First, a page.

In conclusion, society has transformed the world of health and fitness into a digital journey based on quantified information that we can share online. However, as we constantly rely on the numbers, are we forgetting the experience of fitness? And if we constantly rely on these numbers, then have lines have blurred between experience and numbers? Who is the judge? Although this quantified movement is beneficial to many as these, “trackers can help to keep you motivated“(Taylor, 2015 pg.9), and one has something more tangible to reflect on. I would argue that one’s fitness should revolve around experience and feeling rather than hard facts. What is making these quantified work outs so popular is the rise in technology. People feel as though they cannot rely on one’s self to make decisions and therefore need technology to tell them. Yet what is missing from this quantified movement is experience, that killer sensation one gets after completing a work out. That amazing feeling of self-empowered confidence given when you have climbed to the top of that mountain and see how far you have come. I would argue we are shifting in the wrong direction, surrounding our lifestyles with numbers and must shift back to the experience of health and fitness. It has become evident that society now needs, “documentation that helps source out the ‘truth’” (Szto, 2014 pg. 325), of one’s physical ability. However, we can’t rely solely on numbers as everyone’s bodies are different. For people to quantify work out routines are completely based on their personal physique. Teens online for example, look at Instagram Fitness stars who promise, ‘follow this work out and diet plan, and you will look like me’. This belief is inherently false as everyone’s bodies build muscle and burn calories differently. Therefore, Through the use of social media to share diet plans and work out routines, and new applications and gadgets allowing us to track and record every calorie burned, it has become evident that society needs the reliance of numbers to justify they are living an active lifestyle.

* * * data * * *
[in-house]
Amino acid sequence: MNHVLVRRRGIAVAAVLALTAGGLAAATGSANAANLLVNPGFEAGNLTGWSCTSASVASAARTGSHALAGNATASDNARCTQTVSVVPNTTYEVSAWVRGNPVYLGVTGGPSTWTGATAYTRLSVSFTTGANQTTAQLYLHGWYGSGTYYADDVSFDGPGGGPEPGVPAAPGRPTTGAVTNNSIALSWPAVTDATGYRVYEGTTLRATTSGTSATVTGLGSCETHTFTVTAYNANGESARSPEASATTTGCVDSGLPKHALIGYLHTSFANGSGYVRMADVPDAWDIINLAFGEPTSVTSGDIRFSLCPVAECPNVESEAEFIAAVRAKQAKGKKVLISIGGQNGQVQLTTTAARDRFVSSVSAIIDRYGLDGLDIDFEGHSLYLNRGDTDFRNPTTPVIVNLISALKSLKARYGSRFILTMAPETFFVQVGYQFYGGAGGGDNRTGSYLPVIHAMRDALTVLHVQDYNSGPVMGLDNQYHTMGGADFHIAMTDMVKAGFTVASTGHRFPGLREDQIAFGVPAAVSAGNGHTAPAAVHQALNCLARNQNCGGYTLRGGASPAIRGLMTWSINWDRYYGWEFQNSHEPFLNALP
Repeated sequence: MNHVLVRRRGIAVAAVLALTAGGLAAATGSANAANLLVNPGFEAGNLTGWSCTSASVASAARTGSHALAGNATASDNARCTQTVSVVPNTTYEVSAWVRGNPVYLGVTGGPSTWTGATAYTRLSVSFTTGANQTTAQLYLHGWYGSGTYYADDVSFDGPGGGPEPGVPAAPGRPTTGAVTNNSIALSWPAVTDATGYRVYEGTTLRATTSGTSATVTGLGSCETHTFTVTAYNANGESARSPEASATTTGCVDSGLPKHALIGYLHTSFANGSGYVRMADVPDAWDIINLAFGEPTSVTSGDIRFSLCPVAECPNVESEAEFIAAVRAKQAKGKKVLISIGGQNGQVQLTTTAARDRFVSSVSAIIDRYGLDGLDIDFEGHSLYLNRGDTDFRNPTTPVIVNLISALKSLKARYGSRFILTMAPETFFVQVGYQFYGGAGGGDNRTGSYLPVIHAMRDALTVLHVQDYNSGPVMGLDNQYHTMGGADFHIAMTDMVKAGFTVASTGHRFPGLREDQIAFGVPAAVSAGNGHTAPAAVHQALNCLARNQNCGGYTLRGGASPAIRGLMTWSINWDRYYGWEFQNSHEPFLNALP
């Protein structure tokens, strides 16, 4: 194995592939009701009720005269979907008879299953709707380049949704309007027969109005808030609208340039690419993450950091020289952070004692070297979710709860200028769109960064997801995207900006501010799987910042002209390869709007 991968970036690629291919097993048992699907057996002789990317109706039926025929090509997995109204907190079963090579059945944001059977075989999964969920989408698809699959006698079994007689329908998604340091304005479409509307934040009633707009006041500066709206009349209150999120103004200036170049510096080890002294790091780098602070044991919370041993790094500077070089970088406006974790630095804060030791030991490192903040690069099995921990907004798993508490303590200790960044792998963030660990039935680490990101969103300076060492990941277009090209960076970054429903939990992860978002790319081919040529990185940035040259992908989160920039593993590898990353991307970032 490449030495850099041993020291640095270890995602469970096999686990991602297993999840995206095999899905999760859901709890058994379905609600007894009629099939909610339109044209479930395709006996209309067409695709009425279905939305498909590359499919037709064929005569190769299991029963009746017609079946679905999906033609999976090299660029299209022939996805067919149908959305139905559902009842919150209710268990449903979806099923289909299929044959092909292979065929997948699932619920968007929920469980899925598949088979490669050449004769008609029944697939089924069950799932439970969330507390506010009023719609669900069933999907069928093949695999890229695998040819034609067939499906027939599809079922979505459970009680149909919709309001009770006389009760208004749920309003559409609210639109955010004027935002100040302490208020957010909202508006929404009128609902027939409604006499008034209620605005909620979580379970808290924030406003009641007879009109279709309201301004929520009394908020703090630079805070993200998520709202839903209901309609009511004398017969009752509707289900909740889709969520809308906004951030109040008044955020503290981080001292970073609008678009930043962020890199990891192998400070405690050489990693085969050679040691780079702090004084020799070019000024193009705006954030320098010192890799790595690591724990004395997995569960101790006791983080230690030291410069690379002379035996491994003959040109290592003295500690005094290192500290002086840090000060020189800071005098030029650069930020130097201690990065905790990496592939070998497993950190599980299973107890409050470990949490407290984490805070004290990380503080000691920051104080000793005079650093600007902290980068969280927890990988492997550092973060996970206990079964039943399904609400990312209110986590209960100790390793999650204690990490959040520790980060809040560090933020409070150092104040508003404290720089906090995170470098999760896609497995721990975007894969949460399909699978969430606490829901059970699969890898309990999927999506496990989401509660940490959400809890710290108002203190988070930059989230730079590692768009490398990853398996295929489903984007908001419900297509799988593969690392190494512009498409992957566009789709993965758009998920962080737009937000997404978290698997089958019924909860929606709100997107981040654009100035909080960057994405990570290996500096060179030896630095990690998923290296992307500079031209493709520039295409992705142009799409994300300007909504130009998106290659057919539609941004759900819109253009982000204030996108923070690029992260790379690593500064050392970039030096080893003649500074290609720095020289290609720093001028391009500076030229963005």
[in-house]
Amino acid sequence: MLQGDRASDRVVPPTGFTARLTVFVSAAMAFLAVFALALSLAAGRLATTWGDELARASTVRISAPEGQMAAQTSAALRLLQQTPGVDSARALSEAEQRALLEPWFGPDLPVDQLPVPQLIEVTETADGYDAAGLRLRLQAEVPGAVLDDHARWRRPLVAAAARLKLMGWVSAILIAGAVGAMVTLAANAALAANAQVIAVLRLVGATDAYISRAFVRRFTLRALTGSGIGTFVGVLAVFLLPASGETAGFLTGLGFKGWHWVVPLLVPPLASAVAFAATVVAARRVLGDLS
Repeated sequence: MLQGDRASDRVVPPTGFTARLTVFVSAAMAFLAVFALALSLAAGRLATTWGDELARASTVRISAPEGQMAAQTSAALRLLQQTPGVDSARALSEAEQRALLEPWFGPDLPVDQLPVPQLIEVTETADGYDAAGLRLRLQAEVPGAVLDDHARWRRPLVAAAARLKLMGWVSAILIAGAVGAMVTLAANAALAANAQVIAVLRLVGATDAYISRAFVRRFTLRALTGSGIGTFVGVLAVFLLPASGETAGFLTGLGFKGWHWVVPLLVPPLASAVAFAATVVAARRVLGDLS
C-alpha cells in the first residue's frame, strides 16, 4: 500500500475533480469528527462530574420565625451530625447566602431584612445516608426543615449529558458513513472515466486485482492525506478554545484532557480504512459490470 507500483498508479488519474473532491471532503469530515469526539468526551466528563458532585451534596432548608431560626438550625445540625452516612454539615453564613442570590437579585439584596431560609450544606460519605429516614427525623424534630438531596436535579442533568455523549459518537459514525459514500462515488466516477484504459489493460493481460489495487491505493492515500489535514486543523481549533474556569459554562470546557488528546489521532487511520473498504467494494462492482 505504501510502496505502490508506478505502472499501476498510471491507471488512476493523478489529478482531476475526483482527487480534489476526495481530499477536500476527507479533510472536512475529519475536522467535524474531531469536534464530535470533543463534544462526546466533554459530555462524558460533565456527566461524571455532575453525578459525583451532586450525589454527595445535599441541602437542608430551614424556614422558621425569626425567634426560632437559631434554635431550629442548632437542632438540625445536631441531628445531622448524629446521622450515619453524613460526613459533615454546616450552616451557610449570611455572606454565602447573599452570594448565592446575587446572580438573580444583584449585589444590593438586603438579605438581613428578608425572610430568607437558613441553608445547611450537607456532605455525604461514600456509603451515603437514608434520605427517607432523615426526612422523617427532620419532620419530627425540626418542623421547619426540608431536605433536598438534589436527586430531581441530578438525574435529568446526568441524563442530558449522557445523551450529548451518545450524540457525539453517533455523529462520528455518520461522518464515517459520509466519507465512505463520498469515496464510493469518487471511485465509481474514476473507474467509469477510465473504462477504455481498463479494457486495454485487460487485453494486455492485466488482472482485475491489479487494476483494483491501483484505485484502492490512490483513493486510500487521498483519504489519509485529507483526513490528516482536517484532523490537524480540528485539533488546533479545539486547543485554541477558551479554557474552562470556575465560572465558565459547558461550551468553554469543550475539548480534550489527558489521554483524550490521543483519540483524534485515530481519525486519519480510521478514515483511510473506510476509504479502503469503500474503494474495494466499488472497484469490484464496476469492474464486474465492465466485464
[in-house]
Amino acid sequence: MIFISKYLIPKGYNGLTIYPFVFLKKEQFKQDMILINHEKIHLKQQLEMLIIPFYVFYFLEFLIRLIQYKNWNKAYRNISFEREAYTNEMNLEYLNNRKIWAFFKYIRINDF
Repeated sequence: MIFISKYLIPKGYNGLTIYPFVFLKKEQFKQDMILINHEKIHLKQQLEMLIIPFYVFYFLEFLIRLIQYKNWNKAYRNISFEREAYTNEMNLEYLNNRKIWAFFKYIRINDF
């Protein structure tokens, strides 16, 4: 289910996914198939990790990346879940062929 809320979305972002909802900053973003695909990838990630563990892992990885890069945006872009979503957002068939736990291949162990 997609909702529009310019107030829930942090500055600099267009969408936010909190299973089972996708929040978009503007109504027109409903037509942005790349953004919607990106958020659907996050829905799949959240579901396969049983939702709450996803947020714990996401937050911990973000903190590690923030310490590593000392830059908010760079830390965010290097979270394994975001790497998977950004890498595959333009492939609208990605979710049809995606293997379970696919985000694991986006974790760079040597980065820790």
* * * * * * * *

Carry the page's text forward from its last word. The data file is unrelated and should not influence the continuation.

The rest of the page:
1. Do you quantify your workouts? If you do, could you go without it?

2. In your opinion, do you think counting your calories (whether in your diet, or workout) is healthy?



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 Gilmore, J. (2016). Everywear: The quantified self and wearable fitness technologies. New Media & Society,18(11), 2524-2539.

 Hoy, M. (2016). Personal Activity Trackers and the Quantified Self. Medical Reference Services Quarterly,35(1), 94-100. 

Low, C. (2018, March 26). Fitbit Versa review: A stylish smartwatch at the right price. Retrieved April 08, 2018, from

 Lupton, D. (2015). Health promotion in the digital era: A critical commentary. Health Promotion International,30(1), 174-183.

 Millington, B. (2014). Smartphone Apps and the Mobile Privatization of Health and Fitness. Critical Studies in Media Communication, 1-15.

 Olick, D. (2017, January 6). How a studio called Orangetheory is the new green in high-tech fitness. Retrieved April 9, 2018, from

 Phillips, J. (2014, September 09). Meet Apple Watch, the new Apple smartwatch with a clever new navigation scheme. Retrieved April 08, 2018, from

 Rosenzweig, F. (2014, July 25). The Inside Scoop About Orangetheory Fitness. Retrieved April 09, 2018, from

Szto, C., & Gray, S. (2014). Forgive me Father for I have Thinned: Surveilling the bio-citizen through Twitter. Qualitative Research in Sport, Exercise and Health, 1-17.

 Taylor, A. (2015). Get Fit with Apple Watch Using the Apple Watch for Health and Fitness / by Allen G. Taylor.